JimGarand is back with a new iteration of Grauland, and it is one that was bound to grab my attention sooner or later given it presents a sci-fi / Mars vibe in which a realm of potential touches might be found if the eye and the imagination are willing to have a little fun.
A visit commences on the ground level, a setting presenting what appears to be the surface of a Mars-like planet. It’s a place where a small human base has been established within – given the surrounding hills and central peak – what appears to be a complex crater somewhere on the planet. Whether it is Mars or somewhere else in up to you to decide (although I’m opting for the former, even if the clouds aren’t very Mars-like in their hue; but then with my interests, I would, wouldn’t I?!).
Whether you want to place it, this is a lonely, dry place, devoid of vegetation, the sky a colour suggestive that it is heavy in fine dust. The squat, utilitarian modules of the base sit on one side of the crater’s peak, what looks like a landing platform to one side one them – although this hasn’t prevented someone landing a small shuttle a little further from the entrance to the hab modules.
Across the crater floor from this, and hidden from view but the carter’s peak, two surface excursion vehicles appear to have found something interesting to examine (although admittedly, going by the barbecue and a couple Adirondack chairs set out alongside one of them, they might have just stopped off for a little home-cooked lunch!).
It’s is simple setting, offering a sense of magnificent desolation (if I might so quote, even if this is clearly not our Moon!), and ideal for sci-fi photography. However, the planetary surface is not the only point of interest in this setting. Sitting on the landing platform at the base camp is a teleport disk; it offers a choice of two destinations served by five options: a platform that is home to Jim’s M1 Poses store and an art gallery (each with its own teleport disk), and three options to deliver people to a space station.
The latter is a large, multi-level complex that clearly has its own gravity generators; it’s also a place where the imagination might have a little fun. The transporter platform sits over what might be the main control centre, a place with a strange mix of tech: in the centre are plasma-like information screens with touch keyboards; however, against the outer hull bulkheads are chunky stations with a distinct industrial edge to them, covered in solid coloured buttons you feel will give a very satisfying click when pressed – and might even stay depressed until again pressed, just so you know they are active.
Looking at these outer consoles, it’s not hard to imagine Lorne Green’s Commander Adama standing within this space. One the walls over them are image displays, one of which appears to be a one of the conceptual vehicles produced as a means of illustrating the (equally conceptual and speculative) Alcubierre Drive.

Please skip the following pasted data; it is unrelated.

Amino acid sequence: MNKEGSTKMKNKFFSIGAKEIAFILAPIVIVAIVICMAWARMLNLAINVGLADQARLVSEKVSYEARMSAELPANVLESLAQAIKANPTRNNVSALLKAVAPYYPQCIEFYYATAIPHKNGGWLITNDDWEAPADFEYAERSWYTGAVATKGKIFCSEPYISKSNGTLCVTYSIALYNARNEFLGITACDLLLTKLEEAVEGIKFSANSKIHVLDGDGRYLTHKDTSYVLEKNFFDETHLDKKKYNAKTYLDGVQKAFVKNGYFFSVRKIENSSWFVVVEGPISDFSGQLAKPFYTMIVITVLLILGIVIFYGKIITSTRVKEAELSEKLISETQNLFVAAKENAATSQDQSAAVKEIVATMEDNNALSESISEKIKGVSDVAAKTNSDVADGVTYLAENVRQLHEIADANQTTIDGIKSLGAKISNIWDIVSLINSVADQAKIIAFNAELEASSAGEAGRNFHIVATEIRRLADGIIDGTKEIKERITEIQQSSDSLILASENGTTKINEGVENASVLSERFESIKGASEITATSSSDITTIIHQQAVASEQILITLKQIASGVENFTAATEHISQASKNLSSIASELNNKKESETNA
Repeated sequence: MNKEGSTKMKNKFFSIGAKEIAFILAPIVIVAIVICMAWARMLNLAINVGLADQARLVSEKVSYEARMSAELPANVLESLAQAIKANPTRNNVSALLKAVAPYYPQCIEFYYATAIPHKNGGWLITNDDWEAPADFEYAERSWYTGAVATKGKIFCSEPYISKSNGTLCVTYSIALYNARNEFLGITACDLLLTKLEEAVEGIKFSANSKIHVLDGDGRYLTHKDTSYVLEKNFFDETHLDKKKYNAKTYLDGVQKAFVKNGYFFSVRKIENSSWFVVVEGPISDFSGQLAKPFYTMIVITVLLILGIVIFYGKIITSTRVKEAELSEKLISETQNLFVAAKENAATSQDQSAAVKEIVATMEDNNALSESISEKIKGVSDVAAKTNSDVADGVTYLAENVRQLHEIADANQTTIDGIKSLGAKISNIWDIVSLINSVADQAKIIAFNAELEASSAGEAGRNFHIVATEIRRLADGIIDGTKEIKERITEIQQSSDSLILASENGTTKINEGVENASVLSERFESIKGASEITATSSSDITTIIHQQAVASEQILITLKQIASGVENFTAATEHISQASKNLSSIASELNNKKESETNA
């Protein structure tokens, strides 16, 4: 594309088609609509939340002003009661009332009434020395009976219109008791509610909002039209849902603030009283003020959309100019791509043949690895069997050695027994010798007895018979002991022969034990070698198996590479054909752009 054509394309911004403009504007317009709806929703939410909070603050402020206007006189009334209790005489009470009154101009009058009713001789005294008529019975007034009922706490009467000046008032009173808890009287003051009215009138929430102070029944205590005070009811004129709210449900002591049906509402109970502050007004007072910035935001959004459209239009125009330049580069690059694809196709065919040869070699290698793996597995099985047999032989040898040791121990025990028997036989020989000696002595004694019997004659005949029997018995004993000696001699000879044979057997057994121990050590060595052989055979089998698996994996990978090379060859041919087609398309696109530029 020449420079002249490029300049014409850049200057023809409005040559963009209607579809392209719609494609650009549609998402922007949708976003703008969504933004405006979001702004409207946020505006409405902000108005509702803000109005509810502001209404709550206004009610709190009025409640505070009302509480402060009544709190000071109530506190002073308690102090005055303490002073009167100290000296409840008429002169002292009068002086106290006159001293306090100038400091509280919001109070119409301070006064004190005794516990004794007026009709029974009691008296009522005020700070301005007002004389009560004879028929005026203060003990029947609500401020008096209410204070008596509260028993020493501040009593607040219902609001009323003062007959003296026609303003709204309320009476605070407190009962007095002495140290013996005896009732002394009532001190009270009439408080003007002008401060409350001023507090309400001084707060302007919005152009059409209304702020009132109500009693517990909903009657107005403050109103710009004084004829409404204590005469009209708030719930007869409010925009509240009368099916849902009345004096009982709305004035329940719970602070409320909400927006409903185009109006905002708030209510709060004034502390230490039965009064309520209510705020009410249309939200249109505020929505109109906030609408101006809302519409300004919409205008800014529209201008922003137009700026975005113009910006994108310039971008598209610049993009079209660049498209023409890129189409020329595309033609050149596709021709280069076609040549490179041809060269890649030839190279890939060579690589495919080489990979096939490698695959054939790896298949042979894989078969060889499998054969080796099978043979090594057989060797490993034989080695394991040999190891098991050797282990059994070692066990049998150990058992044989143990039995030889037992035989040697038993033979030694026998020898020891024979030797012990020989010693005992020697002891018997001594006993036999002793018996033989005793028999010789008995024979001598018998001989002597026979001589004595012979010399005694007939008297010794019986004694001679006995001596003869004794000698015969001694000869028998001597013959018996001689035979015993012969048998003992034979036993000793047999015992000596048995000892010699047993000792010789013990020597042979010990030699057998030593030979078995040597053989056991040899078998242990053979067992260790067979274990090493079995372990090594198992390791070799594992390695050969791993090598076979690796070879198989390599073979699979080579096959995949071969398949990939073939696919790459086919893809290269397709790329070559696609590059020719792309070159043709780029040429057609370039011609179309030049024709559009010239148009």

Beyond this, visitors find themselves in a medical bay where – if not Leonard McCoy in residence – one might not be surprised to find Dr. Phlox asking, “Now, What seems to be the problem?” Elsewhere, and after travelling by the internal elevators, it is possible to pass through a couple of biodomes which, whilst their growth might not be as luxuriant or their placement as exotic, might nevertheless result in mental images of Bruce Dern’s Freeman Lowell trying to teach Huey, Dewey and Louie the basics of how to care for the plants and animals within the domes of the Valley Forge.
Laid out along obviously vertical and horizontal lines (ah, the limitations of SL’s physics!) and in place looking like parts of it warehouse or hotel’s leisure facilities had been beamed wholesale into space, the station offers a lot to explore and some artistic oddities (take the, umm, bathroom, for example!). Some of these might bright to mind thoughts of other film franchises and their doom-laden theme by Jerry Goldsmith due to their dark corners and narrow confines, or the disappointment that the green lights of the machinery aren’t “moving back and forth without any purpose” (yes, I’m still playing spot-the-reference…).
And while this might sound like I’m taking the Michael out of the station, I’m not; it is an interesting place to explore whether or not you have a hidden sci-fi nerd lurking inside your head.
More to the point – at least for some – are the opportunities the station presents for playing with EEP settings to offer different outlooks and views. This is something I ended up doing – as seen in some of the images above, notably in the case of Saturn (and an intentional nod to the Silent Running vibe of the station’s biodomes) – courtesy of Stevie Davros’ EEP packs available via his Marketplace store (and which I reviewed back in December 2020).
Once the ground level and station have been visited, there remains the opportunity to visit the gallery / store level. Both can be reached via either the Gallery or Store options displayed by the ground level teleport disk or the three “transporter beams” active on the level above the space station’s control room. At the time of my visit, the gallery was featuring the avatar photography of Wiona (dx61005).
All told, another fascinating and engaging build from Jim.
- Grauland (Liberia Isle, rated Adult)